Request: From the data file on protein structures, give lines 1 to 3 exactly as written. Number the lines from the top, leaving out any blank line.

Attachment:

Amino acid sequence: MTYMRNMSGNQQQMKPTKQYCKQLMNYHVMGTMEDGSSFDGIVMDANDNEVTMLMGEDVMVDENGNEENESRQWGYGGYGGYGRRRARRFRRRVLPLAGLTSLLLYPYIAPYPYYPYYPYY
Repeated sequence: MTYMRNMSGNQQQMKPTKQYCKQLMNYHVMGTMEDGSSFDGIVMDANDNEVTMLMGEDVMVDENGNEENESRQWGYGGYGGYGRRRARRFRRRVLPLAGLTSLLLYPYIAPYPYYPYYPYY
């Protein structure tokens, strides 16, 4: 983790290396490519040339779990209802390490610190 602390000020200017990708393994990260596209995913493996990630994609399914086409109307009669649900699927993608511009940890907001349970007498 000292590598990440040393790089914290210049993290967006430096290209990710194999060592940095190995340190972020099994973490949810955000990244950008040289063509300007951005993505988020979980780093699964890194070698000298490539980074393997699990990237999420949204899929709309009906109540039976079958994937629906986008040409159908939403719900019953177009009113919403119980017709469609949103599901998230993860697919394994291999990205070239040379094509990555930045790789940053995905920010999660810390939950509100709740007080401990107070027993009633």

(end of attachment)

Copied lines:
Amino acid sequence: MTYMRNMSGNQQQMKPTKQYCKQLMNYHVMGTMEDGSSFDGIVMDANDNEVTMLMGEDVMVDENGNEENESRQWGYGGYGGYGRRRARRFRRRVLPLAGLTSLLLYPYIAPYPYYPYYPYY
Repeated sequence: MTYMRNMSGNQQQMKPTKQYCKQLMNYHVMGTMEDGSSFDGIVMDANDNEVTMLMGEDVMVDENGNEENESRQWGYGGYGGYGRRRARRFRRRVLPLAGLTSLLLYPYIAPYPYYPYYPYY
């Protein structure tokens, strides 16, 4: 983790290396490519040339779990209802390490610190 602390000020200017990708393994990260596209995913493996990630994609399914086409109307009669649900699927993608511009940890907001349970007498 000292590598990440040393790089914290210049993290967006430096290209990710194999060592940095190995340190972020099994973490949810955000990244950008040289063509300007951005993505988020979980780093699964890194070698000298490539980074393997699990990237999420949204899929709309009906109540039976079958994937629906986008040409159908939403719900019953177009009113919403119980017709469609949103599901998230993860697919394994291999990205070239040379094509990555930045790789940053995905920010999660810390939950509100709740007080401990107070027993009633």